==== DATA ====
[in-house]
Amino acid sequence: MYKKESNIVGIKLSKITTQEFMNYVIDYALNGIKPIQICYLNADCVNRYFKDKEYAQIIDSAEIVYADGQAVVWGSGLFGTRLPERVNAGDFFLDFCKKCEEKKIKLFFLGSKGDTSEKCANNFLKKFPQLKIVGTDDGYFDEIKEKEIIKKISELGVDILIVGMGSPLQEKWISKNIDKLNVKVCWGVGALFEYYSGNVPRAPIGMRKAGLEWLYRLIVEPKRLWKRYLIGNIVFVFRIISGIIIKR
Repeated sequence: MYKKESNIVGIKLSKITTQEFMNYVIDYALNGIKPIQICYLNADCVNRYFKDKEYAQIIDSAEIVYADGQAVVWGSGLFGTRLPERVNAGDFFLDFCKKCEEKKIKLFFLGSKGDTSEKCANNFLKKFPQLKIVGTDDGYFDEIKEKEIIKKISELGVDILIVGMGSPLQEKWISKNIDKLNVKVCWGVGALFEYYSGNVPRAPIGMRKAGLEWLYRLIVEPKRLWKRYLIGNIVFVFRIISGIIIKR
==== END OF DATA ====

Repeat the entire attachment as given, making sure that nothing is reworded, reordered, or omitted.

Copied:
[in-house]
Amino acid sequence: MYKKESNIVGIKLSKITTQEFMNYVIDYALNGIKPIQICYLNADCVNRYFKDKEYAQIIDSAEIVYADGQAVVWGSGLFGTRLPERVNAGDFFLDFCKKCEEKKIKLFFLGSKGDTSEKCANNFLKKFPQLKIVGTDDGYFDEIKEKEIIKKISELGVDILIVGMGSPLQEKWISKNIDKLNVKVCWGVGALFEYYSGNVPRAPIGMRKAGLEWLYRLIVEPKRLWKRYLIGNIVFVFRIISGIIIKR
Repeated sequence: MYKKESNIVGIKLSKITTQEFMNYVIDYALNGIKPIQICYLNADCVNRYFKDKEYAQIIDSAEIVYADGQAVVWGSGLFGTRLPERVNAGDFFLDFCKKCEEKKIKLFFLGSKGDTSEKCANNFLKKFPQLKIVGTDDGYFDEIKEKEIIKKISELGVDILIVGMGSPLQEKWISKNIDKLNVKVCWGVGALFEYYSGNVPRAPIGMRKAGLEWLYRLIVEPKRLWKRYLIGNIVFVFRIISGIIIKR